With TVT surgery, a learning curve in terms of the surgical duration was found to be around 15 cases. On the other hand, with TOT surgery, the presence of a learning curve was not confirmed in any of the cases studied. This might be because the surgeon had already completed the learning curve for TVT surgery (introduced in 2004 at our hospital) by the time TOT surgery was introduced at our hospital (2006). This study had a certain limitation. There was a bias because it would be more reasonable to test the learning curve of TOT surgery in urologists who do not have prior experience of TVT surgery. However, the results indicated that the technique of TVT surgery could be applied to TOT surgery. Moreover, a study on the items of number of days of catheter placement, number of days of hospitalization, hemorrhage volume, urinary residual volume on post-operative day 1, urinary residual volume in post-operative month 3, post-operative subcutaneous hematoma, and post-operative urinary retention except for surgical duration revealed that both operative methods yield excellent outcomes in the early stages. The absence of a learning curve also indicated that both operative methods could be performed safely in the early stages of the introduction of surgery and could consistently obtain excellent surgical performance.
In this study, there was no difference in the post-operative ICIQ-SF value and the response rate of the two surgeries. However, the post-operative ICIQ-SF values were 1.48 ± 2.63 with TVT surgery and 3.16 ± 4.79 with TOT surgery, showing viability. This might be because the cases of UUI as a complication accounted for 20% or more in each group and, therefore, the ICIQ-SF value, which indicates the QOL impairment of overall incontinence numerically, showed a wide range even after surgery.
For TVT surgery, there is a case report that patients died due to intestinal puncture. In the present study, no serious complications such as bladder mispuncture, nerve and vascular damage, wound infection, or exposure of the sling occurred in either group. Moreover, de novo urgency, which has been reported as highly frequent, at 0.8 to 47.2%[13, 14], was not observed in this study. In terms of surgery for not malignancy but rather QOL disorder, these midurethral sling surgeries should naturally be required to be highly safe. The present study indicated that short- and long-term safety levels were high.
As is clear from the results of the present study, the efficacy and safety of TVT surgery and TOT surgery are generally well established, and few differences were observed in the frequency of complications between the selected operative methods. There will always be a debate over which operative method is best to be selected for those with little experience of midurethral sling surgery in the future. However, we have demonstrated that the introduction procedure (starting with TVT surgery followed by introduction of TOT surgery) at our institution can obtain satisfactory surgical performance.
Post-operative recurrence was observed in only 1 case of TOT surgery. An improvement of stress urinary incontinence was observed immediately after surgery, but a recurrence of stress urinary incontinence was observed after post-operative month 3. There is a report in which aging is defined as a risk factor of post-operative recurrence of stress urinary incontinence; however, the case of recurrence that we encountered this time was a case of a 62-year-old female who had no particular previous history. There are few reports on the predictive factors of post-operative recurrence and poor surgical effect, and it will be necessary to clarify them in future studies. Moreover, for unsuccessful cases of TOT surgery, there is a report that an improvement of urinary incontinence was observed by performing TVT surgery subsequently. The development of additional treatment for unsuccessful cases is a goal for future study.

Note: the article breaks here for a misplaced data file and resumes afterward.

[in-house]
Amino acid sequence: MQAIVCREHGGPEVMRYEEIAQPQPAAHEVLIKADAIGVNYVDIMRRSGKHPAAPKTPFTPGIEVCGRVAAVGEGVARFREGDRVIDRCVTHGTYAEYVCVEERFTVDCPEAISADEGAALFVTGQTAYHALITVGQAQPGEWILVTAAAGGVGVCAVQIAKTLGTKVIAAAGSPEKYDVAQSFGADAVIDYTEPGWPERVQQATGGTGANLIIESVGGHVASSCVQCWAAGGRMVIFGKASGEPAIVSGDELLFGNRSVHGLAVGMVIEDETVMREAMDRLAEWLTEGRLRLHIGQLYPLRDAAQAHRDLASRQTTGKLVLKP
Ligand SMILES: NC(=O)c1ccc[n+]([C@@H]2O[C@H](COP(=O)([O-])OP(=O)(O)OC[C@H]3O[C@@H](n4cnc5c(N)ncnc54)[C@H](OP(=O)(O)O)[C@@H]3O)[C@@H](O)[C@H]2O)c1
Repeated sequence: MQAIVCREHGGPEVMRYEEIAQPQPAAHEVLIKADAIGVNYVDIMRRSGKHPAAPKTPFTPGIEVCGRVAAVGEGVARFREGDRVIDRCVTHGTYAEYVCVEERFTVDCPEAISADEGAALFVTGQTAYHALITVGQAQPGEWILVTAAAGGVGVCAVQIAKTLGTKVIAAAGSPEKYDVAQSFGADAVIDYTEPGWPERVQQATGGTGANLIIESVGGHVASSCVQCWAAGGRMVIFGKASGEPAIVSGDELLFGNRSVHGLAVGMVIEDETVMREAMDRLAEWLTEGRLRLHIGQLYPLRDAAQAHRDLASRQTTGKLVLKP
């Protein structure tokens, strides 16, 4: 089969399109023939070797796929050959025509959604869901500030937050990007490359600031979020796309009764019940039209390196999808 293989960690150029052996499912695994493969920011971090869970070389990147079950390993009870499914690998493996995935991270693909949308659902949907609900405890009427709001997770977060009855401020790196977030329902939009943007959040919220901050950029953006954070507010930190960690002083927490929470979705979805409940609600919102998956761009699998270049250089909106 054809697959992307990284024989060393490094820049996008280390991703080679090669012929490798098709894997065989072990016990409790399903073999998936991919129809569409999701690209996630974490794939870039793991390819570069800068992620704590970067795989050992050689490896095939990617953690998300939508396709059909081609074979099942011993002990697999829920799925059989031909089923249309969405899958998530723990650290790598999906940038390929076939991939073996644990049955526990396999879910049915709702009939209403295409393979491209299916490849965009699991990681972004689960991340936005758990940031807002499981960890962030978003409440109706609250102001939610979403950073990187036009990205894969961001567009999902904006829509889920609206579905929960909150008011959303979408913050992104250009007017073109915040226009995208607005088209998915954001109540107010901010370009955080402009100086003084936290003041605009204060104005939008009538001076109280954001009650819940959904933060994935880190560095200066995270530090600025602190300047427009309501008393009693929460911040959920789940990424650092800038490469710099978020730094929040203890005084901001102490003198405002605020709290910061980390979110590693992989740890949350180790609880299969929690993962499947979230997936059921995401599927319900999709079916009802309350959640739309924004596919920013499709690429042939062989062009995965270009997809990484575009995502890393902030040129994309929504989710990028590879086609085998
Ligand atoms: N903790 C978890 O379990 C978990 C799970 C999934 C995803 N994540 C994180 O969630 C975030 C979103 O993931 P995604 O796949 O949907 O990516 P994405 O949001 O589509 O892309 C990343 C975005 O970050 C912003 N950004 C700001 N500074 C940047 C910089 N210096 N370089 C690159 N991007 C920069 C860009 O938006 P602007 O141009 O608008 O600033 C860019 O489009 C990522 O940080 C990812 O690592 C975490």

There are several limitations in this study. The limitations included a small number of the cases involved, a short post-operative follow-up duration, and poor examinations of pre- and post-operative voiding functions. We must analyze midurethral sling surgery more carefully on the basis of these results.
In comparison of TVT surgery and TOT surgery, the surgical duration of TVT surgery was longer and the post-operative residual urine of TVT surgery was higher at post-operative day 1. With TVT surgery, a learning curve in terms of the surgical duration was found to last around 15 cases. Both operative methods could be performed safely in the early stages after the introduction of surgery and could consistently obtain excellent surgical performance. This study indicated that the technique of TVT surgery can also be applied to TOT surgery.
tension-free vaginal tape
pelvic organ prolapsed
incontinence symptoms and QOL questionnaire.
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All authors participated in the design and conduct of the study. All authors reviewed and approved the final version of the manuscript.
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Ito, H., Yamanaka, H., Hagiwara, M. et al. Efficacy of tension-free vaginal tape compared with transobturator tape in the treatment of stress urinary incontinence in women: analysis of learning curve, perioperative changes of voiding function. BMC Urol 11, 13 (2011) doi:10.1186/1471-2490-11-13
- Stress urinary incontinence
- TVT surgery
- TOT surgery